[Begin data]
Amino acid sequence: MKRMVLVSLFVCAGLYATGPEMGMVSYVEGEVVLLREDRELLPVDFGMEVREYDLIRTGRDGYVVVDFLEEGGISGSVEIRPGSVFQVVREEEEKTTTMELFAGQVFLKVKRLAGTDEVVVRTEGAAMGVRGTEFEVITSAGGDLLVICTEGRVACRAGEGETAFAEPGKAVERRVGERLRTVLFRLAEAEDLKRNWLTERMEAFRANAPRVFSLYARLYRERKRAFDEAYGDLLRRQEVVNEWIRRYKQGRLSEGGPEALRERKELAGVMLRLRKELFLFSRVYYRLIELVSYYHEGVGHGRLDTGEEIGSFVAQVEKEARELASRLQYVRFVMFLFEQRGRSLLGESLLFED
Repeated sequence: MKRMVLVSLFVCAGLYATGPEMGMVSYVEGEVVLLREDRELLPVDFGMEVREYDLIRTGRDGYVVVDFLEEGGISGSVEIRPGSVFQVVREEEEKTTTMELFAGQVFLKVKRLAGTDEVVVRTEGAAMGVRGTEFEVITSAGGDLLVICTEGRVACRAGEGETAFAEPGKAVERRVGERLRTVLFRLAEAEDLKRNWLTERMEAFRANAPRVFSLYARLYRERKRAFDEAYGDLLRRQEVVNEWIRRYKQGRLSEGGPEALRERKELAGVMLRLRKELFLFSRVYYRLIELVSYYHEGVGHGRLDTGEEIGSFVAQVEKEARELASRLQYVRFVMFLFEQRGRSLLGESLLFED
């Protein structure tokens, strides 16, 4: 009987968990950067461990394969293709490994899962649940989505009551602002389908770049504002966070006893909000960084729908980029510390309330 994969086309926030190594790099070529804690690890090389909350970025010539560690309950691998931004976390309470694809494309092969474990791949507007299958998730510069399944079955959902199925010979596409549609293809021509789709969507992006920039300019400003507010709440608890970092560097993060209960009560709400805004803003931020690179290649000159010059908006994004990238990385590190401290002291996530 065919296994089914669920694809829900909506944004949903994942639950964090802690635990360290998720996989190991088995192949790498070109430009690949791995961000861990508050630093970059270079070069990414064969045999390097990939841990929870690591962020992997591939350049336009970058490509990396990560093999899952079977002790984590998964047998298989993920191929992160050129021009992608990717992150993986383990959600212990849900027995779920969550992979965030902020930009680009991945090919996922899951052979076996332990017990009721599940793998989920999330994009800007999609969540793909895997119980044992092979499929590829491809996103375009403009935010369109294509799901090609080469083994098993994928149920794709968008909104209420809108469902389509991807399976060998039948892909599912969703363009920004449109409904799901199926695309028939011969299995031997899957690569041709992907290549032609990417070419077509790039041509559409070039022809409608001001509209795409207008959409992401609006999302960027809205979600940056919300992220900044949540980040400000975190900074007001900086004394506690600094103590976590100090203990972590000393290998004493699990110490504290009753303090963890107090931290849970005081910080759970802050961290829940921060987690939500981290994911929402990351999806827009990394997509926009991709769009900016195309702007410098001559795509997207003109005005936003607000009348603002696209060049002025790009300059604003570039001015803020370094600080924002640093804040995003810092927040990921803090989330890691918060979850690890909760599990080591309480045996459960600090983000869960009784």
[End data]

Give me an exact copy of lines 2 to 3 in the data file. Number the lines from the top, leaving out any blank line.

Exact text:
Repeated sequence: MKRMVLVSLFVCAGLYATGPEMGMVSYVEGEVVLLREDRELLPVDFGMEVREYDLIRTGRDGYVVVDFLEEGGISGSVEIRPGSVFQVVREEEEKTTTMELFAGQVFLKVKRLAGTDEVVVRTEGAAMGVRGTEFEVITSAGGDLLVICTEGRVACRAGEGETAFAEPGKAVERRVGERLRTVLFRLAEAEDLKRNWLTERMEAFRANAPRVFSLYARLYRERKRAFDEAYGDLLRRQEVVNEWIRRYKQGRLSEGGPEALRERKELAGVMLRLRKELFLFSRVYYRLIELVSYYHEGVGHGRLDTGEEIGSFVAQVEKEARELASRLQYVRFVMFLFEQRGRSLLGESLLFED
């Protein structure tokens, strides 16, 4: 009987968990950067461990394969293709490994899962649940989505009551602002389908770049504002966070006893909000960084729908980029510390309330 994969086309926030190594790099070529804690690890090389909350970025010539560690309950691998931004976390309470694809494309092969474990791949507007299958998730510069399944079955959902199925010979596409549609293809021509789709969507992006920039300019400003507010709440608890970092560097993060209960009560709400805004803003931020690179290649000159010059908006994004990238990385590190401290002291996530 065919296994089914669920694809829900909506944004949903994942639950964090802690635990360290998720996989190991088995192949790498070109430009690949791995961000861990508050630093970059270079070069990414064969045999390097990939841990929870690591962020992997591939350049336009970058490509990396990560093999899952079977002790984590998964047998298989993920191929992160050129021009992608990717992150993986383990959600212990849900027995779920969550992979965030902020930009680009991945090919996922899951052979076996332990017990009721599940793998989920999330994009800007999609969540793909895997119980044992092979499929590829491809996103375009403009935010369109294509799901090609080469083994098993994928149920794709968008909104209420809108469902389509991807399976060998039948892909599912969703363009920004449109409904799901199926695309028939011969299995031997899957690569041709992907290549032609990417070419077509790039041509559409070039022809409608001001509209795409207008959409992401609006999302960027809205979600940056919300992220900044949540980040400000975190900074007001900086004394506690600094103590976590100090203990972590000393290998004493699990110490504290009753303090963890107090931290849970005081910080759970802050961290829940921060987690939500981290994911929402990351999806827009990394997509926009991709769009900016195309702007410098001559795509997207003109005005936003607000009348603002696209060049002025790009300059604003570039001015803020370094600080924002640093804040995003810092927040990921803090989330890691918060979850690890909760599990080591309480045996459960600090983000869960009784």